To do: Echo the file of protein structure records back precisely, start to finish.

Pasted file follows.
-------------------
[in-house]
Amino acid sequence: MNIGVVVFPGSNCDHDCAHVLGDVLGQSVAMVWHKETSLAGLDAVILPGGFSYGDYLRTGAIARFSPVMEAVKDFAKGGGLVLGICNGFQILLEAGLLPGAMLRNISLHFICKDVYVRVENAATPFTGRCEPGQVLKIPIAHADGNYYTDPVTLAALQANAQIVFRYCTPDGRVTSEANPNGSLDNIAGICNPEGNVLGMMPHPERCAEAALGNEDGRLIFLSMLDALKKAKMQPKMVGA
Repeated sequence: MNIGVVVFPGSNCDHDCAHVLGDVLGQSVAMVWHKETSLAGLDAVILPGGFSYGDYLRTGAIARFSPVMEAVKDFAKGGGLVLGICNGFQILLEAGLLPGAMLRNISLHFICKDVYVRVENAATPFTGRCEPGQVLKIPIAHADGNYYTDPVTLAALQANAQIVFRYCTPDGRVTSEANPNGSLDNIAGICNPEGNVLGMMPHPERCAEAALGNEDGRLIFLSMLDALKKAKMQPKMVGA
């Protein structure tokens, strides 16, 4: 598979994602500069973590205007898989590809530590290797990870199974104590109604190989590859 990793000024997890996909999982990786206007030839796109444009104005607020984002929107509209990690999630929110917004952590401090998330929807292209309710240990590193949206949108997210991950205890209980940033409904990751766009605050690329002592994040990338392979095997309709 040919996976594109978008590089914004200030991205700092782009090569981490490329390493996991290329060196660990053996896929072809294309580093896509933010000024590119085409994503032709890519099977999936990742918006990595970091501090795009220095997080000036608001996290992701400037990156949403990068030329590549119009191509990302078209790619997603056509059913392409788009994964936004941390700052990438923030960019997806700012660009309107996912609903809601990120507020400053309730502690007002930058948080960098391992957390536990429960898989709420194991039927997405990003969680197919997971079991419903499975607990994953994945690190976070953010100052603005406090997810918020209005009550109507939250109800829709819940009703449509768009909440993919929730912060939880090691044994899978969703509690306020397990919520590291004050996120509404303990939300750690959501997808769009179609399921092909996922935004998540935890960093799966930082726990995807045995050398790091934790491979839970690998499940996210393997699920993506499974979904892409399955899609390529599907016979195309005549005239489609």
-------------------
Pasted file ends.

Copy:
[in-house]
Amino acid sequence: MNIGVVVFPGSNCDHDCAHVLGDVLGQSVAMVWHKETSLAGLDAVILPGGFSYGDYLRTGAIARFSPVMEAVKDFAKGGGLVLGICNGFQILLEAGLLPGAMLRNISLHFICKDVYVRVENAATPFTGRCEPGQVLKIPIAHADGNYYTDPVTLAALQANAQIVFRYCTPDGRVTSEANPNGSLDNIAGICNPEGNVLGMMPHPERCAEAALGNEDGRLIFLSMLDALKKAKMQPKMVGA
Repeated sequence: MNIGVVVFPGSNCDHDCAHVLGDVLGQSVAMVWHKETSLAGLDAVILPGGFSYGDYLRTGAIARFSPVMEAVKDFAKGGGLVLGICNGFQILLEAGLLPGAMLRNISLHFICKDVYVRVENAATPFTGRCEPGQVLKIPIAHADGNYYTDPVTLAALQANAQIVFRYCTPDGRVTSEANPNGSLDNIAGICNPEGNVLGMMPHPERCAEAALGNEDGRLIFLSMLDALKKAKMQPKMVGA
């Protein structure tokens, strides 16, 4: 598979994602500069973590205007898989590809530590290797990870199974104590109604190989590859 990793000024997890996909999982990786206007030839796109444009104005607020984002929107509209990690999630929110917004952590401090998330929807292209309710240990590193949206949108997210991950205890209980940033409904990751766009605050690329002592994040990338392979095997309709 040919996976594109978008590089914004200030991205700092782009090569981490490329390493996991290329060196660990053996896929072809294309580093896509933010000024590119085409994503032709890519099977999936990742918006990595970091501090795009220095997080000036608001996290992701400037990156949403990068030329590549119009191509990302078209790619997603056509059913392409788009994964936004941390700052990438923030960019997806700012660009309107996912609903809601990120507020400053309730502690007002930058948080960098391992957390536990429960898989709420194991039927997405990003969680197919997971079991419903499975607990994953994945690190976070953010100052603005406090997810918020209005009550109507939250109800829709819940009703449509768009909440993919929730912060939880090691044994899978969703509690306020397990919520590291004050996120509404303990939300750690959501997808769009179609399921092909996922935004998540935890960093799966930082726990995807045995050398790091934790491979839970690998499940996210393997699920993506499974979904892409399955899609390529599907016979195309005549005239489609």